Cause-and-effect relationships: It’s (not) complicated

Whatever your academic subject, you’ll invariably find yourself describing cause-and-effect relationships. Of course, in academic writing these relationships can be very complicated, but luckily the grammatical structures used to describe them often boil down to a simple formula.

When using verbs like lead to, cause, or generate, the structure is very straightforward:

noun (cause) + verb + noun (effect)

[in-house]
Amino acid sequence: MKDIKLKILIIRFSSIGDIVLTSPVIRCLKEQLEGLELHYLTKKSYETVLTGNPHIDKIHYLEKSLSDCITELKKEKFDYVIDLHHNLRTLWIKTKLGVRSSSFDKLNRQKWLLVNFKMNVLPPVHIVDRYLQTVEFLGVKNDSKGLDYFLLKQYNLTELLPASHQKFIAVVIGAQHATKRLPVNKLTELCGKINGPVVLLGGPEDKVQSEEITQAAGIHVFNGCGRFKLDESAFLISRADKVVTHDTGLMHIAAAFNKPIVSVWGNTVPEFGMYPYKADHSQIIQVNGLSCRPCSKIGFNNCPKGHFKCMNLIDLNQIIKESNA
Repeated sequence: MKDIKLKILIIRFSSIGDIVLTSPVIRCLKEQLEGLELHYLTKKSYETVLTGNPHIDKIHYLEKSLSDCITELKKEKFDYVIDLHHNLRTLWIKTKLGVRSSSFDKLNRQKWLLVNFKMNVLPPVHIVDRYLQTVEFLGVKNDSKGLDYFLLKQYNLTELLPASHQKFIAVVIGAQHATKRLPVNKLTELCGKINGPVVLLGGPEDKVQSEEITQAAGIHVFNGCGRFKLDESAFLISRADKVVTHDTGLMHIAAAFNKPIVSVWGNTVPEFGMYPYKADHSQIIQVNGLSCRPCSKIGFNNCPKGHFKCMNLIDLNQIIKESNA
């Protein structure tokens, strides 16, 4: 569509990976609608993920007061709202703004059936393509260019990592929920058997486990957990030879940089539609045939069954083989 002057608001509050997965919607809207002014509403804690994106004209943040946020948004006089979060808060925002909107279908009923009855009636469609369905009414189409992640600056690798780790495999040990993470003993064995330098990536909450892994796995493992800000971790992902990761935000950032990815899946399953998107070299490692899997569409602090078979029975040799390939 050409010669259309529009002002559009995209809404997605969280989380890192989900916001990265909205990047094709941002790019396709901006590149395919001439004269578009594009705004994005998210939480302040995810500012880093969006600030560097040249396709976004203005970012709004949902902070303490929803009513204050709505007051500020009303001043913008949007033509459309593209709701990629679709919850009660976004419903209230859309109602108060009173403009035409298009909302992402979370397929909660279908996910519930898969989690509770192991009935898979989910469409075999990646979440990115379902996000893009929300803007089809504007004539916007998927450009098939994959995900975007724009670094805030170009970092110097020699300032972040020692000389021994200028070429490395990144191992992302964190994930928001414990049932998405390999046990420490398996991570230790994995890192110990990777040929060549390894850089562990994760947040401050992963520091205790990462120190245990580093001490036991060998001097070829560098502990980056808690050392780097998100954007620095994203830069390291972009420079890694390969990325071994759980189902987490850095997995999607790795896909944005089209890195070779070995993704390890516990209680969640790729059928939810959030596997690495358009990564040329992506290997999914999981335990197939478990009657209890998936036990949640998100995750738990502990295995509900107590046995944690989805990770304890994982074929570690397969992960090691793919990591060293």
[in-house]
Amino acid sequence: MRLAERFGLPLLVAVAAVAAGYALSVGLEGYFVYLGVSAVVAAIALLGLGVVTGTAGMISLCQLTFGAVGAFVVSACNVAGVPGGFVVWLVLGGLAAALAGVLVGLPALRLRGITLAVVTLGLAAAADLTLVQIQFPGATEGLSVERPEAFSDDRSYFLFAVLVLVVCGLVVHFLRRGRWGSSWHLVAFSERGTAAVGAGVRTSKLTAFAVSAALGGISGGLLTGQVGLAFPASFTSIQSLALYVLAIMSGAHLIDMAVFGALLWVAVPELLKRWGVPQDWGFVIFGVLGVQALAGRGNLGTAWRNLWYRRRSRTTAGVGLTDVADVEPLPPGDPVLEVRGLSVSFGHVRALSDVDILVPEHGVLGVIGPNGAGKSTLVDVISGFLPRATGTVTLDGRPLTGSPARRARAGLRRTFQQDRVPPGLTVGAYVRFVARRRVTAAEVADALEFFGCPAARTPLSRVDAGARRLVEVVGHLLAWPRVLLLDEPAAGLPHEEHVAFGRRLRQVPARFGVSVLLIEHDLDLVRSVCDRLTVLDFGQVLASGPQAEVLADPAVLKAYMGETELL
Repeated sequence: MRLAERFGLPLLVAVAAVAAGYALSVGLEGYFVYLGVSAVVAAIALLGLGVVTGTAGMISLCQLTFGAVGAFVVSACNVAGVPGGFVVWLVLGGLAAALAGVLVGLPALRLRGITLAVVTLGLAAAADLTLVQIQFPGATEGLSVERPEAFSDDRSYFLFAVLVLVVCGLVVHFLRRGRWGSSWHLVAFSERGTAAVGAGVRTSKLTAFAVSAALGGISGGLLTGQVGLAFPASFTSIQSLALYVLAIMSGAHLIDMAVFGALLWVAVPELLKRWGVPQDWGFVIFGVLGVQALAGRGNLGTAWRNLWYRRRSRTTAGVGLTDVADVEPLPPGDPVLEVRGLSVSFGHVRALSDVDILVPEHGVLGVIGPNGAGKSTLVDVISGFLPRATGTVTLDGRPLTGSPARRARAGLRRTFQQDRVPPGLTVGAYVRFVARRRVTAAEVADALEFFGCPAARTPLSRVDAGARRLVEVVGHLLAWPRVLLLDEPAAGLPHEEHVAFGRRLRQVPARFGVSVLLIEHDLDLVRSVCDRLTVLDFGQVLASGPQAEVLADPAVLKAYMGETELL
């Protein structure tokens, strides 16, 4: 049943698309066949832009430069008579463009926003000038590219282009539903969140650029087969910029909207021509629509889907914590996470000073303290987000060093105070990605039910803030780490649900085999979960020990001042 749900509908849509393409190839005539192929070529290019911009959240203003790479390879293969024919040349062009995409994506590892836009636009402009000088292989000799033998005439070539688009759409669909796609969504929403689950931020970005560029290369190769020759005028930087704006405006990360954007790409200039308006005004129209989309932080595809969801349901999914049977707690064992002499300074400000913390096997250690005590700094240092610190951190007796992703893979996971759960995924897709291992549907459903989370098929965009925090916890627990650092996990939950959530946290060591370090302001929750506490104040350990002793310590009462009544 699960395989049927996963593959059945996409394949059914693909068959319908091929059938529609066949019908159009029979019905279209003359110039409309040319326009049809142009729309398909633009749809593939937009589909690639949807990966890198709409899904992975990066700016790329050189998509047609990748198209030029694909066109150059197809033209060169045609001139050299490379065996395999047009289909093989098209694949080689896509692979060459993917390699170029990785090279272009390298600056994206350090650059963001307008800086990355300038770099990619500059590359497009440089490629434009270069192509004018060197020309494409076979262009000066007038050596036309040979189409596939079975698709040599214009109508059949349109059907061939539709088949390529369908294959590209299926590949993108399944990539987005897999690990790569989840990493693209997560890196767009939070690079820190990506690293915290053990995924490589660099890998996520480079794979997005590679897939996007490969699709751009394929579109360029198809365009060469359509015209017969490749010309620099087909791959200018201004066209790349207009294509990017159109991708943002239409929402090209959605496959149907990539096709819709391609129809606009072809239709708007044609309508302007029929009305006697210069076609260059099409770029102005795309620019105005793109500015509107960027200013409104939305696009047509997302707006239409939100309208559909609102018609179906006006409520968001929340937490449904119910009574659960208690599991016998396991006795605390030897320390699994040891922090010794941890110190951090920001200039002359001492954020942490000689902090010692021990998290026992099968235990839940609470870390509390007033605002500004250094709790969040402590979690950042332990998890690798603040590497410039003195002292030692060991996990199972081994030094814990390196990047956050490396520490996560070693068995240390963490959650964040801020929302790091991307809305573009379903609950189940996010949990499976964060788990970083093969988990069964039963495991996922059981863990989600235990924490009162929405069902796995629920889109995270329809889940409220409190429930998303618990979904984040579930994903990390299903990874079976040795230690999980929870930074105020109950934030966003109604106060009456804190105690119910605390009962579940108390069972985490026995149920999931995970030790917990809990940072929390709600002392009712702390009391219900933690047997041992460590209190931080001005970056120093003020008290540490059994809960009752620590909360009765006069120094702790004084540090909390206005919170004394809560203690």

Even complex examples follow this simple pattern:

Others say globalization and lower levels of unionization may have led to a longer-term shift in the balance of power between workers and employers.1

Can you recognise the simple structure in this complex example? To explore in more depth, I’ve made a short video using lead to as an example.

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